By: Tarry Hum, Peter Kwong, Margaret M. Chin, John J. Chin and Zai Liang
By: John J. Chin
Following is an excerpt:
Mapping OF Asian Americans in New York (MAANY), is a CUNY-based interdisciplinary research collective, which aims to compile current knowledge, initiate collaborative projects and disseminate information about Asian American communities in New York City. Its current focus is on presenting lectures and holding seminars to start building a dynamic intellectual platform that brings together academics, artists, community activists, and advocates.
Tarry Hum (Urban Planning, Queens College/CUNY)
“What are the challenges and joys of community-based research?”
Beginning in Fall 2014, when Peter Kwong first convened the “Mapping of Asian Americans in New York,” comprised of a group of Asian Americanists from across various CUNY campuses, one of our goals has been to provide a space for us to share our research and have an opportunity to get feedback from one another. This is the final event of the semester and we are finally getting an opportunity to do that through this dialogue: Tales from the Fields (December 15, 2014).
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Following is an excerpt:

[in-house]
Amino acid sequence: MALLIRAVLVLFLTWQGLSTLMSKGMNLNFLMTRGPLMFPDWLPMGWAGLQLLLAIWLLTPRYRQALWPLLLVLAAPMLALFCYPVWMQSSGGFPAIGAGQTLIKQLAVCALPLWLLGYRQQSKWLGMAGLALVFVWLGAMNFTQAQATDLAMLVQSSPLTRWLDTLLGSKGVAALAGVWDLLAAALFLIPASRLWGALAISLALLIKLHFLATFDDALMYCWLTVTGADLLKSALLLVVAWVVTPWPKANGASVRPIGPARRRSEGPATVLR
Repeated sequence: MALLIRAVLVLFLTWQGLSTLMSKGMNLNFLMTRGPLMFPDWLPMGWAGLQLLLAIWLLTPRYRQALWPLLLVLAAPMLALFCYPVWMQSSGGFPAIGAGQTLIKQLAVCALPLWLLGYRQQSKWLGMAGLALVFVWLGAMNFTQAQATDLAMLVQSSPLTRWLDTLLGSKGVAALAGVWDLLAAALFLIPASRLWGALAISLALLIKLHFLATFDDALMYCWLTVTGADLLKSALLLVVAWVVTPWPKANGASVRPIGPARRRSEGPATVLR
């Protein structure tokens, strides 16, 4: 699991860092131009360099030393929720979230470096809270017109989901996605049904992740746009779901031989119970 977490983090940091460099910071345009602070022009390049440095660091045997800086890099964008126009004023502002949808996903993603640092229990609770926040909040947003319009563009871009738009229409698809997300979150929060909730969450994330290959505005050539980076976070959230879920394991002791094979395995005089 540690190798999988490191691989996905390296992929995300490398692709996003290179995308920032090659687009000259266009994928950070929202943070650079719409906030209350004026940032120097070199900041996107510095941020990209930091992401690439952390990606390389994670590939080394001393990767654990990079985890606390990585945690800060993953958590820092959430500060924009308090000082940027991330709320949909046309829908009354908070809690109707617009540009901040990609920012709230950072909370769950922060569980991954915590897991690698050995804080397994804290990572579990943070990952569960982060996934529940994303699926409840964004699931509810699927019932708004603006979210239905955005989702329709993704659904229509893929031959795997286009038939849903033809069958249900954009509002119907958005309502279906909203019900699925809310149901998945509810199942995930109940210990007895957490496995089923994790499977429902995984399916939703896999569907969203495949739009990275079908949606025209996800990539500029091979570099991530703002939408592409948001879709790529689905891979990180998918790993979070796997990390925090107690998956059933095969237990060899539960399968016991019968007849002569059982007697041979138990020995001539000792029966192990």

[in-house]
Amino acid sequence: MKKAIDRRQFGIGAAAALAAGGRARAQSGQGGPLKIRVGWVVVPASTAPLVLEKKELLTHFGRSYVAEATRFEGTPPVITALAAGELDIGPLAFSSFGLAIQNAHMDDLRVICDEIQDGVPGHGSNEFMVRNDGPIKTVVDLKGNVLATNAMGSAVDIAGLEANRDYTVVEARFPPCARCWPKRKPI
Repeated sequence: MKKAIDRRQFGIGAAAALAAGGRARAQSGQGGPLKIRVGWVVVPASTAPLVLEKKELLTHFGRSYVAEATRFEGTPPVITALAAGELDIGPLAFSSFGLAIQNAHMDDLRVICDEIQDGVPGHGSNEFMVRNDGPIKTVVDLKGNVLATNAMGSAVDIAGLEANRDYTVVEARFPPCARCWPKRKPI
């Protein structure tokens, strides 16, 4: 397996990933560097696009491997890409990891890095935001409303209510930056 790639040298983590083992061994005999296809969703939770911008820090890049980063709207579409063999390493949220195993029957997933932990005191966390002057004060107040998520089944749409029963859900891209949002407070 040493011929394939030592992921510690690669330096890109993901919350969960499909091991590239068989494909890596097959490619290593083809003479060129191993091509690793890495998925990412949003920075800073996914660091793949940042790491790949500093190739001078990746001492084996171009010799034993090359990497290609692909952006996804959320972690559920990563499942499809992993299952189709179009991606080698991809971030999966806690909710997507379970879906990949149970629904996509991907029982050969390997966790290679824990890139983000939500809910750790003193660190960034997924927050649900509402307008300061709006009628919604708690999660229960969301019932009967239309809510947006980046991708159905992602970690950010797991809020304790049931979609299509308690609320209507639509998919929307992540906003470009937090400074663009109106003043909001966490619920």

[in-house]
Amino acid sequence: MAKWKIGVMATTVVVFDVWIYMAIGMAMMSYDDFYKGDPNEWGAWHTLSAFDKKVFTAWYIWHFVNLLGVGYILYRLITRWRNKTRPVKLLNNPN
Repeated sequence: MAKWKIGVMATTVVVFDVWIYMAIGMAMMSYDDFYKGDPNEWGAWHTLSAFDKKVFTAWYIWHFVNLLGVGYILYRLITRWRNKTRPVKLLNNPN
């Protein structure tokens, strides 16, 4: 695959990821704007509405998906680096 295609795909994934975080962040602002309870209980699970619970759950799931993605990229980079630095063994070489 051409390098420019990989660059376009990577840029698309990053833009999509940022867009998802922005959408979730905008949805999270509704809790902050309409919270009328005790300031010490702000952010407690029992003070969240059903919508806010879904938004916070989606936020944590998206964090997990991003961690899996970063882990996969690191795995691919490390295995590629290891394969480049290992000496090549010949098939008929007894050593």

Because of their respected role in communities, religious institutions have the potential to be important partners in improving the health of the communities they serve. Religious institutions may be especially important in immigrant groups, where language and cultural barriers make accessing more mainstream sources of information and support more difficult. A wide range of research suggests that religious institutions play an instrumental role in helping immigrants cope with the practical challenges of daily life. But the work of these religious institutions has been limited in public health initiatives and even more limited in work related to HIV/AIDS education and support. We were particularly interested in immigrant religious institutions’ potential role in HIV/AIDS work because of the high level of stigma that surrounds the condition. We thought that perhaps religious institutions, because of their role in defining community values, could help not only to provide HIV/AIDS education and support, but also to reduce stigma, which often gets in the way of HIV/AIDS work. We also wanted to evaluate the extent to which religious institutions might contribute to HIV/AIDS stigma by promoting negative messages about groups that are stereotyped as having HIV/AIDS, such as gay men. Our previous and current research suggests that negative views of homosexuality constitute much of the basis for HIV/AIDS stigma in Chinese immigrant religious institutions, but stigma and taboos related to disease and sex in general and unfounded fears of HIV infection through casual contact also contribute.